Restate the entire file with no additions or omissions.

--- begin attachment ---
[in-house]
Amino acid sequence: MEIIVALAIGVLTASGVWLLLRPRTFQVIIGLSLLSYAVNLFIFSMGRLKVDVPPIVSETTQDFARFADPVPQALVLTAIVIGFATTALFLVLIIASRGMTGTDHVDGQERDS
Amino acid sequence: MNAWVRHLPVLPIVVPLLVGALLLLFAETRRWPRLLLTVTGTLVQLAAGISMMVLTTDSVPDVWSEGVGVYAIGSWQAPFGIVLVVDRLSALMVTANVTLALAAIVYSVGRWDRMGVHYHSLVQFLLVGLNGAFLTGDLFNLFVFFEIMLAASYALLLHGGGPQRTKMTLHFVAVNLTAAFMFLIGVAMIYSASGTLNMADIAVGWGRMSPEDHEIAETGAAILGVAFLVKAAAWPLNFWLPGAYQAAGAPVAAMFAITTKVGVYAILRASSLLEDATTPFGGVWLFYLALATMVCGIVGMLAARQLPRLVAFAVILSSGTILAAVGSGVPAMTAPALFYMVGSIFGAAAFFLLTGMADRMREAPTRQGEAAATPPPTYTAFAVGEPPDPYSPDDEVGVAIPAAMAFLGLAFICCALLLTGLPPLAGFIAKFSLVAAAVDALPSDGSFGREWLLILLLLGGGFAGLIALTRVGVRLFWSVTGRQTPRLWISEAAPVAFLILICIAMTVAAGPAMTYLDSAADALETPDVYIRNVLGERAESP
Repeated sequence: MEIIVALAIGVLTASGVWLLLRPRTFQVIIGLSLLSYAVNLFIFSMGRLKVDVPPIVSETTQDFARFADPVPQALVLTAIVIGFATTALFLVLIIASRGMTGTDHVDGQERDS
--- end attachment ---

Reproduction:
[in-house]
Amino acid sequence: MEIIVALAIGVLTASGVWLLLRPRTFQVIIGLSLLSYAVNLFIFSMGRLKVDVPPIVSETTQDFARFADPVPQALVLTAIVIGFATTALFLVLIIASRGMTGTDHVDGQERDS
Amino acid sequence: MNAWVRHLPVLPIVVPLLVGALLLLFAETRRWPRLLLTVTGTLVQLAAGISMMVLTTDSVPDVWSEGVGVYAIGSWQAPFGIVLVVDRLSALMVTANVTLALAAIVYSVGRWDRMGVHYHSLVQFLLVGLNGAFLTGDLFNLFVFFEIMLAASYALLLHGGGPQRTKMTLHFVAVNLTAAFMFLIGVAMIYSASGTLNMADIAVGWGRMSPEDHEIAETGAAILGVAFLVKAAAWPLNFWLPGAYQAAGAPVAAMFAITTKVGVYAILRASSLLEDATTPFGGVWLFYLALATMVCGIVGMLAARQLPRLVAFAVILSSGTILAAVGSGVPAMTAPALFYMVGSIFGAAAFFLLTGMADRMREAPTRQGEAAATPPPTYTAFAVGEPPDPYSPDDEVGVAIPAAMAFLGLAFICCALLLTGLPPLAGFIAKFSLVAAAVDALPSDGSFGREWLLILLLLGGGFAGLIALTRVGVRLFWSVTGRQTPRLWISEAAPVAFLILICIAMTVAAGPAMTYLDSAADALETPDVYIRNVLGERAESP
Repeated sequence: MEIIVALAIGVLTASGVWLLLRPRTFQVIIGLSLLSYAVNLFIFSMGRLKVDVPPIVSETTQDFARFADPVPQALVLTAIVIGFATTALFLVLIIASRGMTGTDHVDGQERDS